“The ultimate aim of literature is to be set free in the delirium…a possibility of life.”
In the article,
and the Anthropology of Becoming
, anthropologists Biehl and Locke relate their ethnographic projects of the urban poor in Brazil and Bosnia-Heregonvina to Deleuze’s reflections on the transformative potential of becoming (Biehl 2010). The anthropologists sought to extend Deleuze’s belief that literature reflects an author’s outlook on life to include patient writings. In their field studies, Biehl and Locke found that even in “delirium,” author patients strove to become something beyond past or current experiences.
Although my classroom is not an anthropological field assignment in a war ravaged urban poor setting of Bosnia-Herzegovina or possess the extreme poverty and social dislocation of Brazil, there is an undercurrent of similarity between the two. They both share a scrambling for limited resources. In the case of the anthropologic field studies, the search was for mental health treatment. Its unavailability led many to suffer from lack of proper diagnostics or inadequate services leading to great physical and mental sufferings. The unavailability caused many to make do with what was present and inadequate, and in the process of making do, they developed personae others judged as inappropriate.
I see the classroom as a place where students come to explore and grow based on text examinations and shared discussions, and not just the site of Lexile measurements. The classroom should be a place where students develop enduring understandings of the world they have inherited and for which they are an integral part. However, I recognize that this is sometimes not the case.
In addition to improving their academic skills, my students are searching for identity. They are looking for black, brown, and yellow characters who share their current experiences. They are confronted with a curriculum they perceive as not connecting to them and offers little about themselves. We continually ask them to “see” the enduring understandings of identity from the respective core texts and then we as educators make judgments about their faulty understandings. When they try to make do with the limited texts, they often misinterpret and define identity in an “us versus them” modality that translates into a hierarchy of value in which they never see their own individual or group identity richness. Within this hierarchy of value, they create a misconception that their identities are not valued.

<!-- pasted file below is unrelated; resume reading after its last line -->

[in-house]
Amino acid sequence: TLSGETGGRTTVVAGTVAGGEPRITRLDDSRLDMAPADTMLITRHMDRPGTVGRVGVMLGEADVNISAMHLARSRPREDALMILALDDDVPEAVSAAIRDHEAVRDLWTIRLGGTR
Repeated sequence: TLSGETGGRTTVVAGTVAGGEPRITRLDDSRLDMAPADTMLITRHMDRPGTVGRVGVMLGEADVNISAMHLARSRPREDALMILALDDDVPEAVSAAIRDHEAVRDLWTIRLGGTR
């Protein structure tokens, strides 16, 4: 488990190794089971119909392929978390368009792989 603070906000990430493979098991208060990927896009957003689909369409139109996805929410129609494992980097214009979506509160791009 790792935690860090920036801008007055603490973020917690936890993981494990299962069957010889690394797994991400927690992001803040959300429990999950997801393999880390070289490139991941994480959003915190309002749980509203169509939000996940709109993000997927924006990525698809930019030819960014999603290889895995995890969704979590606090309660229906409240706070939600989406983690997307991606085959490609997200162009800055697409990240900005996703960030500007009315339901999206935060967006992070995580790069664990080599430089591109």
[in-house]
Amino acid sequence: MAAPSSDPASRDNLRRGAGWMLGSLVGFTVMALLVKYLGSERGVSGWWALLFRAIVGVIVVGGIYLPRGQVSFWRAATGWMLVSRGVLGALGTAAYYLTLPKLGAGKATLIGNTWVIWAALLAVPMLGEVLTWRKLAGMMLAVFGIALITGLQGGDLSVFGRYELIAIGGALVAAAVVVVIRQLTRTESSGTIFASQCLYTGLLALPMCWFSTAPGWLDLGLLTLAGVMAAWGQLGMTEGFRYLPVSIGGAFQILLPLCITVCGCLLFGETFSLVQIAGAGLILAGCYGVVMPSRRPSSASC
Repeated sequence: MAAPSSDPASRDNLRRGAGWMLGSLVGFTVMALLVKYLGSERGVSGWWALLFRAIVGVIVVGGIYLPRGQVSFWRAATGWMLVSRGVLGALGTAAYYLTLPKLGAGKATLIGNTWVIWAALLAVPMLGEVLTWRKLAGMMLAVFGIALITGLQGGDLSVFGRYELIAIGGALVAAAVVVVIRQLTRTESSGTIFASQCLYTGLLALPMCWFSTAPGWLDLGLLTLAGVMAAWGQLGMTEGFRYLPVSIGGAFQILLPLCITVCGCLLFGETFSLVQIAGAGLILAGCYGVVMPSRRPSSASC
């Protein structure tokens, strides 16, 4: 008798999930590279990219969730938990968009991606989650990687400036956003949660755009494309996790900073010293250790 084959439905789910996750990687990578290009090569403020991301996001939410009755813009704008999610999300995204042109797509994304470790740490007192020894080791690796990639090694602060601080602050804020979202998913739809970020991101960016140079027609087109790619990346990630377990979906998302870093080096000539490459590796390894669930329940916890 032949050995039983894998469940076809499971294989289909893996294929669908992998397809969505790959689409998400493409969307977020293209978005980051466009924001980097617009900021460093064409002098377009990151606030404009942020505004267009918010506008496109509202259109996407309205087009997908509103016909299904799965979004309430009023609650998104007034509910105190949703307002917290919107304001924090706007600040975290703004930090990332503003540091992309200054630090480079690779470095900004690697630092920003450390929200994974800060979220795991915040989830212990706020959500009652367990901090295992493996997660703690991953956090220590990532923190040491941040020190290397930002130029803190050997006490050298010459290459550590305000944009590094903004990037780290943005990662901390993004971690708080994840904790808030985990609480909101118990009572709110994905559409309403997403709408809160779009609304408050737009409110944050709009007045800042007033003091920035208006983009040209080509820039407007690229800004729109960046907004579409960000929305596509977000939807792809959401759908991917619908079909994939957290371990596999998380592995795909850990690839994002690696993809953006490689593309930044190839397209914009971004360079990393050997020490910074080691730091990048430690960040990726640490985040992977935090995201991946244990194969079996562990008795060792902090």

Using short stories primarily by authors of color about characters of color, the teacher of this unit has an opportunity to present different points of view that are aimed to resonant with students’ perspective of identity. Students are to critically examine literature for identity foundations and departures within short story texts. Literature can be used according to poet, Dwayne Betts as “… the site that allows us to have conversations we don't usually have."
Not only are students able to use literature as an experiential guide of character identity conflict within literature but an opportunity to “try on the shoes (identities) of others” and vicariously experience their struggles. Students explore the relationship between the individual and the group identity issues, examine and evaluate methodologies employed by characters for their resolution, and assess the impact or the potential impact on identity.
The narrative—how we tell our story is “…the language of experience, whether it is ours, someone else’s or that of fictional characters...” (Cron 2012) It is how we transmit important information from one individual or community to the next. Effective stories capture, hold our attention, and transport us into the world of a character. (Zak 2013) It is through the reading of the short stories and the subsequent discussions that students acquire language of identity. By discussing the effects of events on the identity of fictional characters, students gather greater insight into their own lives. Students are challenged to examine the basis of their own identity formation.